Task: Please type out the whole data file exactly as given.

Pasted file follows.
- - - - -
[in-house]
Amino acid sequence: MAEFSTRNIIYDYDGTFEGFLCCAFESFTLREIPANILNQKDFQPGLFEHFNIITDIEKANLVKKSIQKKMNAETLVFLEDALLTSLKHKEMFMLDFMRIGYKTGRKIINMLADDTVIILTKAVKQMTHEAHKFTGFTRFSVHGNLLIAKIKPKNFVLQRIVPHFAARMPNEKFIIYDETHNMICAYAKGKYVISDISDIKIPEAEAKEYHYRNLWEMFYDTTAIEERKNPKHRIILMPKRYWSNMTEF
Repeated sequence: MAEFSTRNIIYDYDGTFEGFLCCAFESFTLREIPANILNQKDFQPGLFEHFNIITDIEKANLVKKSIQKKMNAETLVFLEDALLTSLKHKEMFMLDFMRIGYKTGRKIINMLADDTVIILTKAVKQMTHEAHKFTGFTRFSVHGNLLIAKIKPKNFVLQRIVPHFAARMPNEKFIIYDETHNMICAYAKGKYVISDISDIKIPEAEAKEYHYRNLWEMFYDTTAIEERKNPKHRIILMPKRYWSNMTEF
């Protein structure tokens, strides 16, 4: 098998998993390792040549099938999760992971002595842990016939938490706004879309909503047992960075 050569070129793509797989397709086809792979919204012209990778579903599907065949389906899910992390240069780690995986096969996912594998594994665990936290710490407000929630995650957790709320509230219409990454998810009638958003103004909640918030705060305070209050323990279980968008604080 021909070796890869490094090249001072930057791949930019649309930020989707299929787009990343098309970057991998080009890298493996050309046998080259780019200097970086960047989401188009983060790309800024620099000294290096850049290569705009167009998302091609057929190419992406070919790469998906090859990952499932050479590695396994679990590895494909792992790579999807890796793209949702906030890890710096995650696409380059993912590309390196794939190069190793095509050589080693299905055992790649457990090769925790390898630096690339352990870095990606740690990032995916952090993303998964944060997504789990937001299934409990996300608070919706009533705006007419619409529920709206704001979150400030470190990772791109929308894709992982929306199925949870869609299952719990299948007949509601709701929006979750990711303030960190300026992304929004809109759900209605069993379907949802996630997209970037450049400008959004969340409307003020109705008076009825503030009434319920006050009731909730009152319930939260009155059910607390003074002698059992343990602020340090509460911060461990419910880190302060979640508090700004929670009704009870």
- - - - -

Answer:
[in-house]
Amino acid sequence: MAEFSTRNIIYDYDGTFEGFLCCAFESFTLREIPANILNQKDFQPGLFEHFNIITDIEKANLVKKSIQKKMNAETLVFLEDALLTSLKHKEMFMLDFMRIGYKTGRKIINMLADDTVIILTKAVKQMTHEAHKFTGFTRFSVHGNLLIAKIKPKNFVLQRIVPHFAARMPNEKFIIYDETHNMICAYAKGKYVISDISDIKIPEAEAKEYHYRNLWEMFYDTTAIEERKNPKHRIILMPKRYWSNMTEF
Repeated sequence: MAEFSTRNIIYDYDGTFEGFLCCAFESFTLREIPANILNQKDFQPGLFEHFNIITDIEKANLVKKSIQKKMNAETLVFLEDALLTSLKHKEMFMLDFMRIGYKTGRKIINMLADDTVIILTKAVKQMTHEAHKFTGFTRFSVHGNLLIAKIKPKNFVLQRIVPHFAARMPNEKFIIYDETHNMICAYAKGKYVISDISDIKIPEAEAKEYHYRNLWEMFYDTTAIEERKNPKHRIILMPKRYWSNMTEF
């Protein structure tokens, strides 16, 4: 098998998993390792040549099938999760992971002595842990016939938490706004879309909503047992960075 050569070129793509797989397709086809792979919204012209990778579903599907065949389906899910992390240069780690995986096969996912594998594994665990936290710490407000929630995650957790709320509230219409990454998810009638958003103004909640918030705060305070209050323990279980968008604080 021909070796890869490094090249001072930057791949930019649309930020989707299929787009990343098309970057991998080009890298493996050309046998080259780019200097970086960047989401188009983060790309800024620099000294290096850049290569705009167009998302091609057929190419992406070919790469998906090859990952499932050479590695396994679990590895494909792992790579999807890796793209949702906030890890710096995650696409380059993912590309390196794939190069190793095509050589080693299905055992790649457990090769925790390898630096690339352990870095990606740690990032995916952090993303998964944060997504789990937001299934409990996300608070919706009533705006007419619409529920709206704001979150400030470190990772791109929308894709992982929306199925949870869609299952719990299948007949509601709701929006979750990711303030960190300026992304929004809109759900209605069993379907949802996630997209970037450049400008959004969340409307003020109705008076009825503030009434319920006050009731909730009152319930939260009155059910607390003074002698059992343990602020340090509460911060461990419910880190302060979640508090700004929670009704009870």